COLUMN -- Behind the curtain of 'casino theater'Posted by Craig Westover | 7:44 AM |
Wednesday Mar. 09, 2005
Witnessing the theater of government gives one an appreciation for the real power of the state. Reading the news is different from watching news being made. It is the difference between dinner at Kincaid's and watching a cow being butchered.
That said, last week I attended a press conference at which the governor made news.
Using stagecraft and seductive messaging, Gov. Tim Pawlenty served up a deliciously persuasive perception of what is yet another bit of greedy government flummery — his proposed casino partnership with the northern Minnesota Ojibwe bands.
What I witnessed was high theater.
The governor's announcement was made in the regally ornate Governor's Reception Room. Soaring ceilings, deeply stained wooden paneling, heavy draperies and thick carpets speak to the traditional trappings of power.
Coincidently, above and behind the podium hung an ornately framed mural commemorating a 19th century state-tribal treaty.
In preparation for the governor's entrance, his minions arranged his supporting cast from the northern Ojibwe bands, the Legislature and the gaggle of agencies that stand to benefit from this 21st century state-tribal treaty. Propped next to the potted plants behind the podium, they acted a cross between a Greek Chorus and your average high school "B" choir.
Enter the governor.
The bevy of photographers crowded into the room flashed away, faithfully capturing exactly the image that the governor's stage managers had so craftily manipulated.
In his presentation, Pawlenty skillfully combined something a lot people think is very, very bad — an extension of gambling — with something that a lot of people think is very, very, good — helping the poorer Minnesota tribes.
He couched his message in terms of "fairness" — the fairness of redistribution of gaming wealth to a blighted region, the fairness of cutting government a piece of the action.
His strategy worked.
His message has his critics flummoxed.***
The Pioneer Press editorial page remains steadfast against any gaming expansion, but admits that "as a business decision, the appeal to the bands makes fiscal and moral sense."
A group of Minnesota senators that opposes the governor's proposal chose as a spokesman Sen. William Belanger, R-Bloomington, who while opposing extension of casino gambling, supports the "racino" proposal for slot machines at Canterbury Downs.
And therein lies the problem. The governor has focus; his critics do not.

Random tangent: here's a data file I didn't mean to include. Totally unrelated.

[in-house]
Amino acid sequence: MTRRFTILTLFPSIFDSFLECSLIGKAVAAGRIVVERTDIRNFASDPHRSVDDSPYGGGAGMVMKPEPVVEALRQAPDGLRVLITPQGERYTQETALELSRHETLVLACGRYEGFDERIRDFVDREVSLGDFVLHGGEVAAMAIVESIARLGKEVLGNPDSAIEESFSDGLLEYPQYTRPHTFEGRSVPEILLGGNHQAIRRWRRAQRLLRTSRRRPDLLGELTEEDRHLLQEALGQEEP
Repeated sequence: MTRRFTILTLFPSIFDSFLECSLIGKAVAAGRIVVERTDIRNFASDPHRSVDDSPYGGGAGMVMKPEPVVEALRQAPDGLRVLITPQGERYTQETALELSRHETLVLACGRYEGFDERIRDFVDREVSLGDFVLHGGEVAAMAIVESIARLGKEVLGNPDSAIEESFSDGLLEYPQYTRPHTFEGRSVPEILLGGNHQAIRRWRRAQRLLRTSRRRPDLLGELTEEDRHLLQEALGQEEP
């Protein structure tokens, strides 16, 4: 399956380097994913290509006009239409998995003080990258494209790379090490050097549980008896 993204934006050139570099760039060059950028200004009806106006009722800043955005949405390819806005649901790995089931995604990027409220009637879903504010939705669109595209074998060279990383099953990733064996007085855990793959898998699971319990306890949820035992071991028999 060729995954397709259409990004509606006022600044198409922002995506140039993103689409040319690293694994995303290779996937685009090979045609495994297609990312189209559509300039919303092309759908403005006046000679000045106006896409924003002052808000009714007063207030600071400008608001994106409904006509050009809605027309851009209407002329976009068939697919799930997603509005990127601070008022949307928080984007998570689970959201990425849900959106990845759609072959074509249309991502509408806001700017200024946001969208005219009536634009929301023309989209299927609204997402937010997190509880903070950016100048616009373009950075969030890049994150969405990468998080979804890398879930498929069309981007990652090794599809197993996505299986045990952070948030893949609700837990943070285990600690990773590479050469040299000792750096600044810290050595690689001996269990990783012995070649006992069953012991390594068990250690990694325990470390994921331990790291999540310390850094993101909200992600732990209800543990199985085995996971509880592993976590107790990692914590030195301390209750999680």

Using the theater of his office, the governor has defined the debate as a contest between the moral high ground of "fairness," plus demonstrable fiscal benefits, vs. the speculative social costs of gambling.
The governor is running a winnable bluff.
Given immediate gratification with only "potential" consequences somewhere in the future, most people will order the dessert, charge up their credit cards, run the yellow light and take the tribal $200 million up-front money as part of the governor's deal.
And that's what the governor is counting on.
So, here we go again.
Like the recently defeated statewide smoking ban, Pawlenty's proposal rests on the notion that government can butcher the principle of limited authority whenever it darn well pleases in pursuit of some perceived collective good.
The deceptively justified smoking ban was brought down when the issue focused on the legitimacy of government authority to pass such a bill.
So will the state-tribal casino proposal fall — but only if its opponents resist getting sucked into the governor's bluff.
Opponents of the Pawlenty proposal must stick to the principle that a state-tribal partnership, even for the collective good, is outside the legitimate authority of the state.
Government should not enter into competition with private businesses for the entertainment dollars of Minnesotans.
A state-tribal casino would not just compete with other tribal casinos; it would compete with private restaurants, private hotels and other private forms of entertainment.
Ironically, the state could pass a smoking ban for private bars and restaurants that compete with a state-tribal casino in which a smoking ban could not be enforced.
Do we start to see the problem?
The prologue is complete. Act I of "Casino Theater" is under way. The governor's deception is in place. Will casino opponents fall into his well-laid trap? Stay tuned.
*** UPDATE: As a matter of policy, the Pioneer Press does not mention the Star Tribune on its editorial page. The Star Tribune has, nonetheless commented on Pawlenty's proposal, and one must assume has some influence in the Twin Cities. One would expect the Star Tribune to be a vocal critic of all things Pawlenty, as I noted here. I also mentioned it my column, but by policy the following was edited out of the coulmn --
One can almost feel the angst in an editorial from across the river that struggles with opposing a plan that benefits the Northern Tribes or supporting a Republican-sponsored extension of gambling.